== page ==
The analysis is different, however, when the work is not “trivial,” remedial, or insignificant in scope compared to the entire contract. If the work is substantial and pursuant to a change order, it is likely that the work would extend the lien deadline.
Finally, there is another potential scenario for extra work on a project: What happens if there is a new contract created for work on the same “project?”
This is a complicated scenario, but generally, the lien deadline for the work completed under the first contract would be determined as one deadline, and a “new” lien deadline (and new notice requirements) would be created for work performed under the second contract. This is a messy area, however, in that lien rights are not contractual rights, and are related to the improvement of the property itself. If the project could be argued as a single “work of improvement” the analysis could be different.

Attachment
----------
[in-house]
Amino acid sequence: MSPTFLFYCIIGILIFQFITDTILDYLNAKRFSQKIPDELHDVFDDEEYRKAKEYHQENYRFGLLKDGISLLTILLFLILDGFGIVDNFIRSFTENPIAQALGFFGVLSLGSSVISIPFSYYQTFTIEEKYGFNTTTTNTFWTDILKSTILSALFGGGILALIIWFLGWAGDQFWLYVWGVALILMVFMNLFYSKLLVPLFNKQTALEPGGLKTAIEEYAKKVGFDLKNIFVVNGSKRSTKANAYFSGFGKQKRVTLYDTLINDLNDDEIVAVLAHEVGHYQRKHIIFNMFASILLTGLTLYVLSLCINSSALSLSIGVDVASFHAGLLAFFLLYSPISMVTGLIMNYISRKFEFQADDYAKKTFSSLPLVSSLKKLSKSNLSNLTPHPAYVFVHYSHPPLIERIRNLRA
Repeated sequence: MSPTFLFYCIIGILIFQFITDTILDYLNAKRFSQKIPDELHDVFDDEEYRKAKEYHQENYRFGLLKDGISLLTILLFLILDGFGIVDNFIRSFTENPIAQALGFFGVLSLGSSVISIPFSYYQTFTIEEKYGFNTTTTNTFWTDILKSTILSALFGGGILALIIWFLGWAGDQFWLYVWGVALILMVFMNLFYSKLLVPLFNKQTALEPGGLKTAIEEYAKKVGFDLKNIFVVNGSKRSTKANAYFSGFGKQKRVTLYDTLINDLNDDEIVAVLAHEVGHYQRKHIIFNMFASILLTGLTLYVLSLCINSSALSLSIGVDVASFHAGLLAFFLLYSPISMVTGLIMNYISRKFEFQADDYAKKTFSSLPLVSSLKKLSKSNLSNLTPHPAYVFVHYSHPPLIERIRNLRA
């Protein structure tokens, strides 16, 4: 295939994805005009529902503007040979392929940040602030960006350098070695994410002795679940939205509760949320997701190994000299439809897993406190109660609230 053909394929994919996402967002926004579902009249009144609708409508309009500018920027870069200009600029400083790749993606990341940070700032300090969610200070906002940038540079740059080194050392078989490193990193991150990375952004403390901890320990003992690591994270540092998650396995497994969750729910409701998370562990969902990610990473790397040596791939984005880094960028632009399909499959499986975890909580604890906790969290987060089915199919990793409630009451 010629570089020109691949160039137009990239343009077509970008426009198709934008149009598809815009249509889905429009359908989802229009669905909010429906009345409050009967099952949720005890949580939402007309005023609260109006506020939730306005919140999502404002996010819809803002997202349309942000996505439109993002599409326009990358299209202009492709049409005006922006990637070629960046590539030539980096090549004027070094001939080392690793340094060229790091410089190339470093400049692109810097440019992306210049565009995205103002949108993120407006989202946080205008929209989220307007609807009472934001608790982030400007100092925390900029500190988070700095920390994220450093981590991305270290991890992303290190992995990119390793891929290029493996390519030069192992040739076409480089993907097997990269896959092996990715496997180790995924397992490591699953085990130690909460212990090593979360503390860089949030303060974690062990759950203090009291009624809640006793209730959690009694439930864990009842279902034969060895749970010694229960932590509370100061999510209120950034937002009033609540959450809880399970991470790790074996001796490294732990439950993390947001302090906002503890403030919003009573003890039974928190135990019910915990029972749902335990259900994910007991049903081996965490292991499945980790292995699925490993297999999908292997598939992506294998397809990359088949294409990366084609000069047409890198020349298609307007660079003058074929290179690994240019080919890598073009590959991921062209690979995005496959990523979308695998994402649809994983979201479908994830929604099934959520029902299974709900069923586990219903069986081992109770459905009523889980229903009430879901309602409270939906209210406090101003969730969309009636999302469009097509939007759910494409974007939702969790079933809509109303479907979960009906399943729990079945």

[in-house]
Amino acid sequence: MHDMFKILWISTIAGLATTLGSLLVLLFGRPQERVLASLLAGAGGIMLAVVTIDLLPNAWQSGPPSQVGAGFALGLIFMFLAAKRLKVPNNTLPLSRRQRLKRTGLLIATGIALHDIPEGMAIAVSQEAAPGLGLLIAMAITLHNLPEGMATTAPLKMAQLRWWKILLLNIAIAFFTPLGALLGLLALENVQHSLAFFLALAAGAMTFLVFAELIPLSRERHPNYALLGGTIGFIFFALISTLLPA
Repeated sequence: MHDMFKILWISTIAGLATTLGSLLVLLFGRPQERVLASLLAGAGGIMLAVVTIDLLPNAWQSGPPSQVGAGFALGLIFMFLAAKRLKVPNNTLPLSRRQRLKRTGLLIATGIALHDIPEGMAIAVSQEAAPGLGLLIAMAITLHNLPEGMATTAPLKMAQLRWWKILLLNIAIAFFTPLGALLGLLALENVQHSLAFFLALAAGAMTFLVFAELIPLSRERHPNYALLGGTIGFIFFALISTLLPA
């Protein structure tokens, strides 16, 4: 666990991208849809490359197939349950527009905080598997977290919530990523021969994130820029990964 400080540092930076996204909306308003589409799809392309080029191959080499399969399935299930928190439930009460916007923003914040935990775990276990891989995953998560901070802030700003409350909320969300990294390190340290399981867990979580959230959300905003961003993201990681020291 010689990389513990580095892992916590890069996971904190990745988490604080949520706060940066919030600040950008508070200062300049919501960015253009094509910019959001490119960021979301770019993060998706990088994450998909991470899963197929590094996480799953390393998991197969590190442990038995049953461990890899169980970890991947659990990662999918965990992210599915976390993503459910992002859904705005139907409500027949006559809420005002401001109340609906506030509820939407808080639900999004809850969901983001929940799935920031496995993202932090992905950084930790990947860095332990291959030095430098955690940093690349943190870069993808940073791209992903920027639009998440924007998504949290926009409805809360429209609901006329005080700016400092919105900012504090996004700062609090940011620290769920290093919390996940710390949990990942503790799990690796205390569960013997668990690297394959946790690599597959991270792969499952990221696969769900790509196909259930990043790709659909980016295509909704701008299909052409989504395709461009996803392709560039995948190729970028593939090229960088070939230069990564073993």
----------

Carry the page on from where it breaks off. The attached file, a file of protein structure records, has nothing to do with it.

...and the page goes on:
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So, what are the best practices? One universal best practice is to pay careful attention to lien deadline and don’t wait until the very last minute to file a lien (should a lien become necessary). Usually, returning to the project will not extend the deadline. However, if substantial work is undertaken under a change order – that deadline will likely be pushed back. Regardless – if the work is significant, a second lien could be filed anyway. Keep ahead of lien deadlines, and don’t get stuck in the position of hoping that a return to the project will work to extend your deadline.